“And what the world wants is to take this opportunity to make all the goods and services we have today, and free up labor, let us do a better job of reaching out to the elderly, having smaller class sizes, helping kids with special needs. You know, all of those are things where human empathy and understanding are still very, very unique. And we still deal with an immense shortage of people to help out there.”

But, no taxation without representation, right? So, should the tax-paying robots have rights? What if progress in AI enables them to achieve consciousness in the future? When the machines are programmed to feel suffering and loss, will they be entitled to “humanoid rights” protection? Or should we prevent machines being programmed to suffer and therefore deny them rights, for the benefit of their human overlords? Here’s what Kurzgesagt, the Munich-based YouTube channel, says:


Joshua Cowan’s Alpine Adventure

Thursday, 16 February, 2017 0 Comments

“In January i took a road trip through Europe visiting mountains, frozen lakes and steam trains in the forest,” says London-based video-maker Joshua Cowan, whose clients include, Under Armour, Adidas, Maserati, Vice, Sony and Visit Britain.


George Michael: Praying for Time

Monday, 26 December, 2016 0 Comments

This is, perhaps, his most elegiac song. RIP George Michael. Time ran out too soon.

These are the days of the open hand
They will not be the last
Look around now
These are the days of the beggars and the choosers

This is the year of the hungry man
Whose place is in the past
Hand in hand with ignorance
And legitimate excuses


Bob Dylan will be present but not there

Saturday, 10 December, 2016 0 Comments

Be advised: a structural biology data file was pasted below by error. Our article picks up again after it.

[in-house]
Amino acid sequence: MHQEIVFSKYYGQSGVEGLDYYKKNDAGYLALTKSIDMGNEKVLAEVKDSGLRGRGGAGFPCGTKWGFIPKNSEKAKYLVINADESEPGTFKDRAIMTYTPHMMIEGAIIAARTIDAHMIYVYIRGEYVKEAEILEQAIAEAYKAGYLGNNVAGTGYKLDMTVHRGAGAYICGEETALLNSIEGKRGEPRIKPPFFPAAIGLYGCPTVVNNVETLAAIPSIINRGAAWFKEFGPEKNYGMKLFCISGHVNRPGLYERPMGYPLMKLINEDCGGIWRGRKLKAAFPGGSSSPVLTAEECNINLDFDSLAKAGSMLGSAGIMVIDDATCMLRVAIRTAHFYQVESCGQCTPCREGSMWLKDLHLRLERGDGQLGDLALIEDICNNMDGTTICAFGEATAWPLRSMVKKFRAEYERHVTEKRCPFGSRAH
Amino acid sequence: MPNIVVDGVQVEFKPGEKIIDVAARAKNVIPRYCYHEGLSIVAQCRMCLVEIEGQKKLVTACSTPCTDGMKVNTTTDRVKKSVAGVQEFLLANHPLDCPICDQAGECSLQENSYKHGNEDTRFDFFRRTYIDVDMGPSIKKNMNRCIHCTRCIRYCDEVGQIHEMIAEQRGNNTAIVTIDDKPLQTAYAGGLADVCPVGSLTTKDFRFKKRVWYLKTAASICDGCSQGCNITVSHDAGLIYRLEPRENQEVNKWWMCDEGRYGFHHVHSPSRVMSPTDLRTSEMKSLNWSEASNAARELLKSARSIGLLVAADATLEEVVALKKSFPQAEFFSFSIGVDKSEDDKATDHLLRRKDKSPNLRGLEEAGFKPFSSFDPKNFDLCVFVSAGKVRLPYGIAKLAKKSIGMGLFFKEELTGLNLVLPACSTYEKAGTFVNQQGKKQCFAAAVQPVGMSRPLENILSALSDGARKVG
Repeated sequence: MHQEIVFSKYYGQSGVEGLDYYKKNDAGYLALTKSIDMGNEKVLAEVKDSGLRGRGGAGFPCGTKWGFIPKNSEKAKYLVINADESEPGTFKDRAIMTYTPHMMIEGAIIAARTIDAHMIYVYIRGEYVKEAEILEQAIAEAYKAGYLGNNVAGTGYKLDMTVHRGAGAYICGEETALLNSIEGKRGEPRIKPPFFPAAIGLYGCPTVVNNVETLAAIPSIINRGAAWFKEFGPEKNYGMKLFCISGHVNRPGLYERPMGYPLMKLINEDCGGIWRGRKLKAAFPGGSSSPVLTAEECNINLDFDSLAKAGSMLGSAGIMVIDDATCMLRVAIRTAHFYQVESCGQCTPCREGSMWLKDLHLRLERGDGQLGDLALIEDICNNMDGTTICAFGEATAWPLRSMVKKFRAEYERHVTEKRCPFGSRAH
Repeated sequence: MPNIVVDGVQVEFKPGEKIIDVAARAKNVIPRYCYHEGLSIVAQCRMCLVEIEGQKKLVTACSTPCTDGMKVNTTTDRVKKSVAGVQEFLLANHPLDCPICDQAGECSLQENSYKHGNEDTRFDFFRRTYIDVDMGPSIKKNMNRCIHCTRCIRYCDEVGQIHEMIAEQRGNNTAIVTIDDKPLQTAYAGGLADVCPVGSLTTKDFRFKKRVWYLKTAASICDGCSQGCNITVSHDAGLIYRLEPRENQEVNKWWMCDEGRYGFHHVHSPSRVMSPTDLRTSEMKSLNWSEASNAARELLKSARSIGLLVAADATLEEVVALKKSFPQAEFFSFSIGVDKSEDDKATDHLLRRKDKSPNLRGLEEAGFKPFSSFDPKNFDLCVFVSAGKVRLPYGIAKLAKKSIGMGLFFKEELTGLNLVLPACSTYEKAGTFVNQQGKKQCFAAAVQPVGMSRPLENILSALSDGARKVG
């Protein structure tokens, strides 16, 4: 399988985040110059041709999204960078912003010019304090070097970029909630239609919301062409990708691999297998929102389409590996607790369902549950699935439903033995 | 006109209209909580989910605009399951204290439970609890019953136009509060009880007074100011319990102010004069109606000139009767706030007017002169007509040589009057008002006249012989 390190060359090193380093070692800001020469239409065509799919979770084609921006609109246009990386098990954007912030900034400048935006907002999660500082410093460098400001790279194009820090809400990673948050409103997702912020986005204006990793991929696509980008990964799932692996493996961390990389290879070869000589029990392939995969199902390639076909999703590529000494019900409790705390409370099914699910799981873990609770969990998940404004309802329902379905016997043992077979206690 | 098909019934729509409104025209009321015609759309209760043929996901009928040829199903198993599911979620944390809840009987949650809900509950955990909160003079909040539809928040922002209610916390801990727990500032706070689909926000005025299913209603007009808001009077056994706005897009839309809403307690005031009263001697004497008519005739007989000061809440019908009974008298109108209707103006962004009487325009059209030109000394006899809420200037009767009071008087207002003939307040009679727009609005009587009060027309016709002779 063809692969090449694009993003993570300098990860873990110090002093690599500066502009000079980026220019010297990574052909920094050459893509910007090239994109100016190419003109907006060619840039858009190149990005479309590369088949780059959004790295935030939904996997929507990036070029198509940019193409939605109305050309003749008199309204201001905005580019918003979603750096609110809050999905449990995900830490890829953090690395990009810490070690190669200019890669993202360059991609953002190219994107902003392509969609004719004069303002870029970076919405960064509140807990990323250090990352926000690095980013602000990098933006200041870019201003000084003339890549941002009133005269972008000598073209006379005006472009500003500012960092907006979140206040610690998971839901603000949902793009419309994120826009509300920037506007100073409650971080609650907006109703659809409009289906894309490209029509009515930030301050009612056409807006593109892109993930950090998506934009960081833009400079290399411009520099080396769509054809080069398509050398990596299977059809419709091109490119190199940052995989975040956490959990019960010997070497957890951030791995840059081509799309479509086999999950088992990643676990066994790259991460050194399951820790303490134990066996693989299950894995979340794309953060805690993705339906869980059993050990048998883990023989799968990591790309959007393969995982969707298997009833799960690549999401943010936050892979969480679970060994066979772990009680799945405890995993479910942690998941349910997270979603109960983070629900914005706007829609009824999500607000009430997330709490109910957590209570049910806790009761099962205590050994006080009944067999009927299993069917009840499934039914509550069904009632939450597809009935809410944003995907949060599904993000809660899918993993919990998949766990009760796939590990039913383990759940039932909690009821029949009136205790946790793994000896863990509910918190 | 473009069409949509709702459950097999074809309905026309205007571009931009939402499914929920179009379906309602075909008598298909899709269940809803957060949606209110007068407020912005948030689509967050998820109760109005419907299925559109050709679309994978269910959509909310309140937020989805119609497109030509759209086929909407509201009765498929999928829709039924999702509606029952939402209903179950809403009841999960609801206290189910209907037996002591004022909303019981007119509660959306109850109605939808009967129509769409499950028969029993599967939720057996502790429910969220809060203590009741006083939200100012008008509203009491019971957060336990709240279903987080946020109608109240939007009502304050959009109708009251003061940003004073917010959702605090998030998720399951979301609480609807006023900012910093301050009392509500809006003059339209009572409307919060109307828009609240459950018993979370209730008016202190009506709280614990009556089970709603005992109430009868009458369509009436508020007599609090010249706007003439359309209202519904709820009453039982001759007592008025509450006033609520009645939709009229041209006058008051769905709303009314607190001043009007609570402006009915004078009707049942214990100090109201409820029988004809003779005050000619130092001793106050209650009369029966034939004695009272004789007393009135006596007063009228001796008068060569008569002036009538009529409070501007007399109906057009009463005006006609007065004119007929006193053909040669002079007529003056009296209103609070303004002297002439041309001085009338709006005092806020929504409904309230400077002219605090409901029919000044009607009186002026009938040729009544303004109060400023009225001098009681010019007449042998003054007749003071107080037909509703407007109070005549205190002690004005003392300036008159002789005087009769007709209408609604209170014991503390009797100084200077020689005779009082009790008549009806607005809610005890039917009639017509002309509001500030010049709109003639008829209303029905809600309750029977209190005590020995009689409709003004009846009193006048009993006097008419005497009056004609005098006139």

They’ll be handing out the Nobel Prize in Literature tonight in Stockholm but the Laureate, Bob Dylan, won’t be there. Instead, he’s sending a speech and Patti Smith will perform A hard rain’s A gonna fall, which was first recorded on 6 December 1962 for The Freewheelin’ Bob Dylan, his second album. Here, it’s sung beautifully by Jason Mraz and the lack of images in this video clip suits the symbolism of the Swedish occasion perfectly as Dylan today is increasingly absent but constantly present.

And what did you hear, my blue-eyed son?
And what did you hear, my darling young one?
I heard the sound of a thunder, it roared out a warnin’
Heard the roar of a wave that could drown the whole world
Heard one hundred drummers whose hands were a-blazin’
Heard ten thousand whisperin’ and nobody listenin’
Heard one person starve, I heard many people laughin’
Heard the song of a poet who died in the gutter
Heard the sound of a clown who cried in the alley
And it’s a hard, and it’s a hard, it’s a hard, it’s a hard
And it’s a hard rain’s a-gonna fall


The old made modern

Saturday, 29 October, 2016 0 Comments

In his 2012 award-winning album, Ground Of Its Own, the English singer Sam Lee created something unique by giving traditional song the theatrical treatment. A typical example is his interpretation of the transported convict’s lament, Goodbye My Darling. The vocal and the video are pure drama as an 18th-century ballad is turned into 21st-century storytelling. Lee’s native London, with its immigrants and its elites, plays a leading role in the production.